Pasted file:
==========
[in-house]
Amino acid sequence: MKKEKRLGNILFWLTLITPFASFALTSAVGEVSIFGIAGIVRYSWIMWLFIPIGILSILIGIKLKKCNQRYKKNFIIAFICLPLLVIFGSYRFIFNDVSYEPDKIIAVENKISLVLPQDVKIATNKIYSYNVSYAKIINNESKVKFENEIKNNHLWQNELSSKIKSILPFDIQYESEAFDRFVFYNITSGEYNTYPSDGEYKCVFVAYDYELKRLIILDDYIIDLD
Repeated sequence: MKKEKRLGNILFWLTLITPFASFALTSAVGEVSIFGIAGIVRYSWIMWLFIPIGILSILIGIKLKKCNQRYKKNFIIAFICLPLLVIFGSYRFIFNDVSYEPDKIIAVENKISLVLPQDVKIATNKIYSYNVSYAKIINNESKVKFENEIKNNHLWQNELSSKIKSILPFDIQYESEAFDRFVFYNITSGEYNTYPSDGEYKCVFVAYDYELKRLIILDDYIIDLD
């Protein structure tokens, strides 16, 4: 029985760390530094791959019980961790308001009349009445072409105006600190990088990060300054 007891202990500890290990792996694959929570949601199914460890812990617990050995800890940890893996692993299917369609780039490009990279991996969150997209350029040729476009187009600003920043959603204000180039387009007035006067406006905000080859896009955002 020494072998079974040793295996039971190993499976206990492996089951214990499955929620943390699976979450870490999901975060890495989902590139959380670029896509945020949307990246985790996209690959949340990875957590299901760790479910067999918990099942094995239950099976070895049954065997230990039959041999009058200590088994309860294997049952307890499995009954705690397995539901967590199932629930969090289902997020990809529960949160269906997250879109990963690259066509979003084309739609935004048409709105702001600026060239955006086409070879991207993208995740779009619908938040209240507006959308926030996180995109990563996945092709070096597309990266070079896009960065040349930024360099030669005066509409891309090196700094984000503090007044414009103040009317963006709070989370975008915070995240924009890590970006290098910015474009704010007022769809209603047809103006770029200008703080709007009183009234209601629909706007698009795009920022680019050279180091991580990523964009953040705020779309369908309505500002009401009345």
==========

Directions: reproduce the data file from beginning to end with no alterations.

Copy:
[in-house]
Amino acid sequence: MKKEKRLGNILFWLTLITPFASFALTSAVGEVSIFGIAGIVRYSWIMWLFIPIGILSILIGIKLKKCNQRYKKNFIIAFICLPLLVIFGSYRFIFNDVSYEPDKIIAVENKISLVLPQDVKIATNKIYSYNVSYAKIINNESKVKFENEIKNNHLWQNELSSKIKSILPFDIQYESEAFDRFVFYNITSGEYNTYPSDGEYKCVFVAYDYELKRLIILDDYIIDLD
Repeated sequence: MKKEKRLGNILFWLTLITPFASFALTSAVGEVSIFGIAGIVRYSWIMWLFIPIGILSILIGIKLKKCNQRYKKNFIIAFICLPLLVIFGSYRFIFNDVSYEPDKIIAVENKISLVLPQDVKIATNKIYSYNVSYAKIINNESKVKFENEIKNNHLWQNELSSKIKSILPFDIQYESEAFDRFVFYNITSGEYNTYPSDGEYKCVFVAYDYELKRLIILDDYIIDLD
């Protein structure tokens, strides 16, 4: 029985760390530094791959019980961790308001009349009445072409105006600190990088990060300054 007891202990500890290990792996694959929570949601199914460890812990617990050995800890940890893996692993299917369609780039490009990279991996969150997209350029040729476009187009600003920043959603204000180039387009007035006067406006905000080859896009955002 020494072998079974040793295996039971190993499976206990492996089951214990499955929620943390699976979450870490999901975060890495989902590139959380670029896509945020949307990246985790996209690959949340990875957590299901760790479910067999918990099942094995239950099976070895049954065997230990039959041999009058200590088994309860294997049952307890499995009954705690397995539901967590199932629930969090289902997020990809529960949160269906997250879109990963690259066509979003084309739609935004048409709105702001600026060239955006086409070879991207993208995740779009619908938040209240507006959308926030996180995109990563996945092709070096597309990266070079896009960065040349930024360099030669005066509409891309090196700094984000503090007044414009103040009317963006709070989370975008915070995240924009890590970006290098910015474009704010007022769809209603047809103006770029200008703080709007009183009234209601629909706007698009795009920022680019050279180091991580990523964009953040705020779309369908309505500002009401009345």